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Immigrants sue US over end to temporary protected status

AP  |  San Francisco 

The Trump administration's decision to end a programme that lets immigrants from four countries live and work legally in the US was motivated by racism and leaves the immigrants' American born children with an "impossible choice," according to a federal lawsuit filed.

Nine immigrants and five children yesterday filed the suit in federal court in to reinstate temporary protected status for people from El Salvador, Haiti, and

The status is granted to countries ravaged by natural disasters or war. It lets citizens of those countries remain in the US until the situation improves back home.

The lawsuit -- at least the third challenging the administration's decision to end temporary protected status -- cites Donald Trump's vulgar language during a meeting in January to describe African countries.

"They did it because of xenophobia, and we need to make sure that we say it loudly so that everyone knows," said Martha Arevalo, executive director of the group,


Arevalo spoke at a rally to announce the lawsuit outside the federal courthouse in that was attended by some of the plaintiffs and dozens of demonstrators, some carrying signs that read, "Let Our People Stay."

One of the plaintiffs, Cristina Morales, said she came to the US in 1993 at the age of 12 after fleeing to escape domestic violence. She received temporary protected status in 2001 and now works as an in the Bay Area.

She was accompanied at the rally by her 14-year-old daughter, Crista Ramos, who along with her 11-year-old son, Diego Ramos, are US citizens.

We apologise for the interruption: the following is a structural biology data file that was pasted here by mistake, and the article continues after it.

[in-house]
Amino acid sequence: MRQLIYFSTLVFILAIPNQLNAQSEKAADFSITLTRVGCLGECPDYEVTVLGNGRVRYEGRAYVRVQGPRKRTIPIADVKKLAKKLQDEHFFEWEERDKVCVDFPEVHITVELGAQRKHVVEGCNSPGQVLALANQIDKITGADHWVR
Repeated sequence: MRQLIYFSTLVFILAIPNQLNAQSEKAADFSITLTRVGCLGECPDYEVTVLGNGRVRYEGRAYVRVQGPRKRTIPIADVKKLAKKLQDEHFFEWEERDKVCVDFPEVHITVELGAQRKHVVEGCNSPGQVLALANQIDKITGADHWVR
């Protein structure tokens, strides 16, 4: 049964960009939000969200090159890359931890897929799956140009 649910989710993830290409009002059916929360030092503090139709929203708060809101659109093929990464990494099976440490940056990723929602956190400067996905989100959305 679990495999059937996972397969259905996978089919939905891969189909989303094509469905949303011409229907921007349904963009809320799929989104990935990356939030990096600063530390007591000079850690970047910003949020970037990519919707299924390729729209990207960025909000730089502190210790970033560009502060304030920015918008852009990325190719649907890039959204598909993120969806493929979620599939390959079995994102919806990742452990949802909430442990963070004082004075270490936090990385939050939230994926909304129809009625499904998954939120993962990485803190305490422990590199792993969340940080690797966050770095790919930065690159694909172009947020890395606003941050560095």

"I don't want the government to split my family and to lose my home, my friends and the opportunity for a good education," Crista said.

Morales, 37, her voice quivering with emotion, said she has nothing to go back to in

"If I pay taxes, health insurance, my house and the education of my children, what I have done wrong," she said.

The lawsuit names the as a defendant. The department declined to comment on pending litigation.

More than 200,000 immigrants could face deportation because of the change in policy, and they have more than 200,000 American children who risk being uprooted from their communities and schools, according to plaintiffs in the case filed by the American Civil Liberties Union of and other immigrant advocates.

The children face the "impossible choice" of leaving their country with their parents or staying without them, according to the suit.

"These American children should not have to choose between their country and their family," Ahilan Arulanantham, of the of Southern California, said in a statement.

It's the latest lawsuit filed against the over its crackdown on immigration. A case filed last month by Haitian and Salvadoran immigrants in also alleges the decision to end temporary protected status was racially motivated. The NAACP has filed a separate lawsuit in on behalf of Haitian immigrants who received temporary protected status.

The programme was created for humanitarian reasons, and the status can be renewed by the following an evaluation.

was designated for the programme in 2001 after an earthquake and the country's status was repeatedly renewed. The announced in January that the program would expire for in September 2019.

concluded that had received significant international aid to recover from the earthquake, and homes, schools and hospitals there had been rebuilt.

The has ended the program for the other three countries as well.

The lawsuit in alleges that the US narrowed its criteria for determining whether countries qualified for temporary protected status and is violating the constitutional rights of people with temporary protected status and their US citizen children.

The lawsuit seeks a court order to reinstate temporary protected status for people from the four countries, but it also proposes an alternative that would protect recipients with school-aged US citizen children for as long as the children remain between five and 18 years old.

(This story has not been edited by Business Standard staff and is auto-generated from a syndicated feed.)

First Published: Tue, March 13 2018. 08:10 IST
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